7 Tips To Restore Equality In The Workplace
by Tom Terez
When some people arrive for work, they check in their hearts and minds at the door. It's time to address one of the main causes.
No one wants to feel like a second-class citizen. Yet many workplaces have cultures and systems that do just that—they create a sense of inequality among employees.
This is one big reason why communication and teamwork never take hold, and why some people check their hearts and minds at the door when they arrive for work.
What can be done to start turning things around?
1. The words people use can reveal a lot about their workplace. Conduct a language check for insights into how inequality has infiltrated the organization. Among the words to listen for: "boss", "oversee", "lower levels," and "my people".
2. Start editing those words. Try "with me" instead of "for me", "facilitate" and "coach" instead of "supervise". Consider using this new language in the policy manual, employee handbook, orientation guides, and any other printed items.
3. Titles can be a simmering source of inequality, especially when they're flexed in the name of authority and control. If the organization hands you a big title, you don't have to use it. Consider coming up with something more down to earth and descriptive of what you really do.
4. Scrap the old meeting model in which the boss sits at the head of the table and efficiently goes through the agenda. Put the chairs in a circle, have participants take turns facilitating, and open the conversation. If you're in no position to make this happen, exert influence by offering to help create the agenda, take notes, or facilitate.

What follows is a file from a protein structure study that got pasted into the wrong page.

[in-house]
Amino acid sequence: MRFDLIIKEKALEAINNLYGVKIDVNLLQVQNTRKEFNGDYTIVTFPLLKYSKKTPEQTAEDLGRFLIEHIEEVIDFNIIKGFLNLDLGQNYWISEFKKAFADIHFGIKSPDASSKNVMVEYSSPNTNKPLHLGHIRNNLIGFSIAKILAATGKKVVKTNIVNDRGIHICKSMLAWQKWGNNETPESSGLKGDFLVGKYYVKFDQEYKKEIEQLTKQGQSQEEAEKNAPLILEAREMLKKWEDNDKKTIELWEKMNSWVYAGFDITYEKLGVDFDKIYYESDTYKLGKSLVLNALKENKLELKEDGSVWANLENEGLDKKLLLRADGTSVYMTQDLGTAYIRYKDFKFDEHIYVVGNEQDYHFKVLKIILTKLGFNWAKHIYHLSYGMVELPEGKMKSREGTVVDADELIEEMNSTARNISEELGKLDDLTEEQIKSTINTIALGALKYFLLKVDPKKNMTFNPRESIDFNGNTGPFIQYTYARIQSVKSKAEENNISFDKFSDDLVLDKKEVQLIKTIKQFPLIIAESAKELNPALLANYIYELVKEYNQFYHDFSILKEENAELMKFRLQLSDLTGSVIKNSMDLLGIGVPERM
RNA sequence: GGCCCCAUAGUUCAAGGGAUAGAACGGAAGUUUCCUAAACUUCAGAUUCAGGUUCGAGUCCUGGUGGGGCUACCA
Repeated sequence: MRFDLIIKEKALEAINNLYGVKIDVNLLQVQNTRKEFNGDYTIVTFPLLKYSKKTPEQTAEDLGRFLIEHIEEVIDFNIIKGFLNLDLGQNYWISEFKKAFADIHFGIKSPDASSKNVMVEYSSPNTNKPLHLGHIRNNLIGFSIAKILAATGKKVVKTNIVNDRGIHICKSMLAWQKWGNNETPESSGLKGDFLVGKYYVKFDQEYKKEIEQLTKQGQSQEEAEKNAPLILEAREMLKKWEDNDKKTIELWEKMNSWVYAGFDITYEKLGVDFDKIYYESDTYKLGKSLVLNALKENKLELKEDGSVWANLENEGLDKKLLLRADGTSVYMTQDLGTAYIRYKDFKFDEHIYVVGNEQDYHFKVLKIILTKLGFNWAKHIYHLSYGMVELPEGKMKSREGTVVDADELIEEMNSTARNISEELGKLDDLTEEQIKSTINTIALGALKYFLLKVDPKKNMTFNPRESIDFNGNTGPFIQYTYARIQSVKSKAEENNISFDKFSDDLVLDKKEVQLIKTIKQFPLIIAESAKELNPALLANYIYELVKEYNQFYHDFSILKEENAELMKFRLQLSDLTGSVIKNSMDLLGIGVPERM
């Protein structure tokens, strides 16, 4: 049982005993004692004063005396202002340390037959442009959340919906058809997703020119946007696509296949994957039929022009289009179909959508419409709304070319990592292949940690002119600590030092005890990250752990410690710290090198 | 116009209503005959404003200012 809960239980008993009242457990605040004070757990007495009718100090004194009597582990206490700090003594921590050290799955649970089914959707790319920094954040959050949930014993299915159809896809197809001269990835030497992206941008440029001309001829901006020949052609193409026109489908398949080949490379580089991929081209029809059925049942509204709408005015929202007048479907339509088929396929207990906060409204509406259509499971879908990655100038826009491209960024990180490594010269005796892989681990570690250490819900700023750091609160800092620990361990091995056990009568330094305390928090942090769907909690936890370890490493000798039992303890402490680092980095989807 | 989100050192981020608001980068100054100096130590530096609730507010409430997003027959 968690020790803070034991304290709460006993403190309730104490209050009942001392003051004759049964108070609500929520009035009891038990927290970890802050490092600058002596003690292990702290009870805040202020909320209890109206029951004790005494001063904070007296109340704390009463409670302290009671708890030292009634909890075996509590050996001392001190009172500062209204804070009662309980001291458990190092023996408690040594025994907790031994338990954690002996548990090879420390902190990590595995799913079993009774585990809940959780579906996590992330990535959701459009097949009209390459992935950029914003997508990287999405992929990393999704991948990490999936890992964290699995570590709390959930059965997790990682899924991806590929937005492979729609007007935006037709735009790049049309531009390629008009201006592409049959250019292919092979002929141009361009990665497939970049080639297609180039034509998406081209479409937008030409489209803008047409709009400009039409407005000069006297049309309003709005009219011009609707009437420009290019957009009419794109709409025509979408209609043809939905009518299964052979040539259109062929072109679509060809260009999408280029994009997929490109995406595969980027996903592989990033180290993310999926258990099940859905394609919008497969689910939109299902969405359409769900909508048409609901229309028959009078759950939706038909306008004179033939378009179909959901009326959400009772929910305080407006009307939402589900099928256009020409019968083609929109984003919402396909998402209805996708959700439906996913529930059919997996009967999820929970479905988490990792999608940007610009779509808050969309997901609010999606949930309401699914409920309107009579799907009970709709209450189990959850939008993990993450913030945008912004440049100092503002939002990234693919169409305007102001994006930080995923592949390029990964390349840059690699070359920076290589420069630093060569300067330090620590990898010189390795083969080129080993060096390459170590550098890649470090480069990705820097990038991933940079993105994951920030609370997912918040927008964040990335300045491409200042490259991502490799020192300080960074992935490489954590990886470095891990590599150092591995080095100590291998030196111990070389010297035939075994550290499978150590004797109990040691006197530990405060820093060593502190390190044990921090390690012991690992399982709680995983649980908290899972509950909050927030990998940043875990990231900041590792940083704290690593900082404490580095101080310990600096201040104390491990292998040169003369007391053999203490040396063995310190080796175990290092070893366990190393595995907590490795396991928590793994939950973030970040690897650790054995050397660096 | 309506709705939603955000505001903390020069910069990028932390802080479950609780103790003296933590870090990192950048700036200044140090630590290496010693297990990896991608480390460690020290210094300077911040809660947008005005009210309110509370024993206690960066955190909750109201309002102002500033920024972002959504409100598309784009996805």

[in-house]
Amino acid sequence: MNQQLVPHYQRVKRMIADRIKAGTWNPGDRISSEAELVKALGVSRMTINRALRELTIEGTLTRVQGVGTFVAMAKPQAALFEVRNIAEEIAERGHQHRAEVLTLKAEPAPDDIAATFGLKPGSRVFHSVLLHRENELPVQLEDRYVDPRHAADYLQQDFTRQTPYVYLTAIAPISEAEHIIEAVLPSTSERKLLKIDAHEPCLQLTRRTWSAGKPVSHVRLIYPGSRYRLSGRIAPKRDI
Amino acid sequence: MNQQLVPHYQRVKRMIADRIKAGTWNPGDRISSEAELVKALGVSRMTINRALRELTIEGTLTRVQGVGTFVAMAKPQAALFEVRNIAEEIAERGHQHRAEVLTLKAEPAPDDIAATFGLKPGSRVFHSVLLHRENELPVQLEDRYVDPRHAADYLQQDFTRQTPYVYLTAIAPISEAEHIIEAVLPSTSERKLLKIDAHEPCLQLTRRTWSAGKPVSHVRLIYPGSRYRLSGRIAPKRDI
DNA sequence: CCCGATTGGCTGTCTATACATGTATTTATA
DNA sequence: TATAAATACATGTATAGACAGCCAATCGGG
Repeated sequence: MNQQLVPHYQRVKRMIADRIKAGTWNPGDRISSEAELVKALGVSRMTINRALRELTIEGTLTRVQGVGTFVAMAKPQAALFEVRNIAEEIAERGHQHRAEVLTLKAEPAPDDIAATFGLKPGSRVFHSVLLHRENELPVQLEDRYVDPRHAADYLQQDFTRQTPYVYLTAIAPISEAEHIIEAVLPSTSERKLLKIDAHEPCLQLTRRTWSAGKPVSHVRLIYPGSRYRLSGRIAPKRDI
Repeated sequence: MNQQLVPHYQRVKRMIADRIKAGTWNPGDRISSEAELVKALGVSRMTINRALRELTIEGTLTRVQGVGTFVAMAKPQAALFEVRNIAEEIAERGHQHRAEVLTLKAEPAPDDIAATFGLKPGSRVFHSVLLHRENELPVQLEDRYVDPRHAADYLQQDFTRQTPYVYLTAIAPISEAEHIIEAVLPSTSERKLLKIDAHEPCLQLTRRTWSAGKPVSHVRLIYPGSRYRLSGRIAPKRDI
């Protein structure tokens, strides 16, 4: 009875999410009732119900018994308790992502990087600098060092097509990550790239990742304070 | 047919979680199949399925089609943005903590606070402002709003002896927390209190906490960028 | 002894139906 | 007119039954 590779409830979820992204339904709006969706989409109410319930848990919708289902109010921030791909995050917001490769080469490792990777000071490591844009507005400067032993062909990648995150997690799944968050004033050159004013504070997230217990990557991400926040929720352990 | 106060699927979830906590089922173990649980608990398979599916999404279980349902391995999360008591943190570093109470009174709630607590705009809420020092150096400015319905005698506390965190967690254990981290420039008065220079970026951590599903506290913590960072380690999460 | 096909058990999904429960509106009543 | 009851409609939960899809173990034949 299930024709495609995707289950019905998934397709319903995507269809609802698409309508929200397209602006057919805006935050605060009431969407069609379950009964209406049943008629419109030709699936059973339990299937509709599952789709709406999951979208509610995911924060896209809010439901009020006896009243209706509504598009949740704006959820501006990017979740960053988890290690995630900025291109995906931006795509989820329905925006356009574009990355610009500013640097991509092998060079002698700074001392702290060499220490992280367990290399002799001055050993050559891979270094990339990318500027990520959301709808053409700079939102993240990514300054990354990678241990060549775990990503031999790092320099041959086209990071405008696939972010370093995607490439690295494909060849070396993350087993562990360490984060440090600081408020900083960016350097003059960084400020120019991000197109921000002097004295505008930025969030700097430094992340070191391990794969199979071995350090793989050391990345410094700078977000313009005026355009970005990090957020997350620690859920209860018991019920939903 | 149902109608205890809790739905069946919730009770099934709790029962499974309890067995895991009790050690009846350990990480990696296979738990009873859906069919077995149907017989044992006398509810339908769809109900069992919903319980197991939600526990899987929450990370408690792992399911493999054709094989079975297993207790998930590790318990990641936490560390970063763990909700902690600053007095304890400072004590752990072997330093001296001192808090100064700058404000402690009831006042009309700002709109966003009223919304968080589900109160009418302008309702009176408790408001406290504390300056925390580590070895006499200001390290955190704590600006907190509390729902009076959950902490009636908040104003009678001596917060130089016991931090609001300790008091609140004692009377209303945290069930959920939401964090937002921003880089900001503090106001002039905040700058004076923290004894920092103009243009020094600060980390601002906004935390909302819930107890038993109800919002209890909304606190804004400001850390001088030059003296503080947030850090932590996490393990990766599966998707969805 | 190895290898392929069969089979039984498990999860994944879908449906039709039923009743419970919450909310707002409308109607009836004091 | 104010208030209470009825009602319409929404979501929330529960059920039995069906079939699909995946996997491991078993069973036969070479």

5. End the unfair, unequal distributions of resources. This can involve stopping certain privileges (special parking) as well as opening restricted tools and resources to everyone (e-mail and data).
6. As a long-term replacement for hierarchy, organize around projects. In the short term, even in the midst of a heavily layered workplace, look for a project opportunity and get it started. If it calls for people from different functions and areas of the organization, all the better.
7. If your organization's compensation system widens the divide between people, and you're in a position to do something about it, start the renewal process by obsessively learning better approaches. Call in some outside experts, involve employees, and get clear what you want the new system to achieve.
Copyright © 2003 by Tom Terez Workplace Solutions Inc.
Tom Terez is a speaker, workshop leader, and author of 22 Keys to Creating a Meaningful Workplace. Tom's website: Tom Terez Workplace Solutions, is filled with tools for building a great work environment. Write to Tom@BetterWorkplaceNow.com or call 614-571-9529.
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